The advantages and disadvantages of living in a joint family are discussed here in this article. This is the age of the nuclear. We prefer everything in a way that minimizes size and maximizes efficacy. Human build their buildings taller and narrower to save area. We make our phones as small and as thin as we can. We shorten our ‘okay’ s to ‘k’ s. Our smiles are miniaturized to tiny round symbols. We keep our human relations the same way, as simplified as we can. Joint families are a rare thing to see nowadays, especially in urban areas.
Joint families are relics of the past, huge family homes with parents and grandparents and aunts and uncles and nephews and nieces, up to three centuries under a single roof with the accumulated knowledge and heritage of centuries more. Okay maybe that is a romanticized version of things, the truth is as always, not all rainbows and unicorns. It’s much more complex and varies from place to place, from home to home.
Advantages of living in a Joint family
The advantages of living in a joint family are discussed below:
There’s always somebody to be your shoulder to cry on, to tell all the minute details of your life to, to play cards with you or watch movies with you or just to be your company. Loneliness, is never, ever an issue. Kids never grow up alone. They’ll grow up listening to their grandparents stories and being spoilt by their aunties and uncles. They’ll be close to their cousins in a way they never would if they saw each other only on holidays and weddings and funerals. There’s a whole village inside your own home.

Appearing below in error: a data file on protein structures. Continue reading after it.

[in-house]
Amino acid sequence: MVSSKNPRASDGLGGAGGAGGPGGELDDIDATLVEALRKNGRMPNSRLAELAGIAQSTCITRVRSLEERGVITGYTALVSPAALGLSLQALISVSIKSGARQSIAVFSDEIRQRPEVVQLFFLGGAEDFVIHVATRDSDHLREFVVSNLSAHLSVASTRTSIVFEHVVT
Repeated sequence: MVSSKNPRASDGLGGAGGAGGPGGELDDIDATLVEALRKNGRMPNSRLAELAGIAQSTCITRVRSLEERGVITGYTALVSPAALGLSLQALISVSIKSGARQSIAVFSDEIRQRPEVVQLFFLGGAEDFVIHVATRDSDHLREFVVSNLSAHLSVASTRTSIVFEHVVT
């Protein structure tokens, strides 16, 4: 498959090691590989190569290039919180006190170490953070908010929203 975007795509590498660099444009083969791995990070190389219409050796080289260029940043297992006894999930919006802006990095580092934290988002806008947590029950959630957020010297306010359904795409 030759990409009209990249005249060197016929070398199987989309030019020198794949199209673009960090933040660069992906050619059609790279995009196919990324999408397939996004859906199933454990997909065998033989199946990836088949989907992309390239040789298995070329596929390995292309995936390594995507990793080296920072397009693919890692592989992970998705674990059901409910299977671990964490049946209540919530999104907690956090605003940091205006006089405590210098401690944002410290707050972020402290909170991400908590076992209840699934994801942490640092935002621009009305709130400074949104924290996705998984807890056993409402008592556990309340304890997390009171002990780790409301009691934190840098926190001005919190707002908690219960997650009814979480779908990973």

Having a society around you to be your moral compass and steer you in the right path is a definite positive. You learn to share, share your toys when you’re young, share your food, your books, and share your resources to your family if they need it when you’re older. A Person learns to be kind, to be respectful. You how to treat people right. And you learn how to pass on those values to the next generation.
3. SOCIAL SKILLS
It’s kind of hard to be introverted or a loner when you’re surrounded by people constantly from the day you’re born. You learn how to speak and interact with people of all ae groups. You become more confident and learns how to handle yourself in a crowd. Years of fighting with cousins means you can hold your own in any argument. You can stand up for yourself. There are exceptions of course. There may be those who still grow up quiet and shy despite being brought up in a joint family.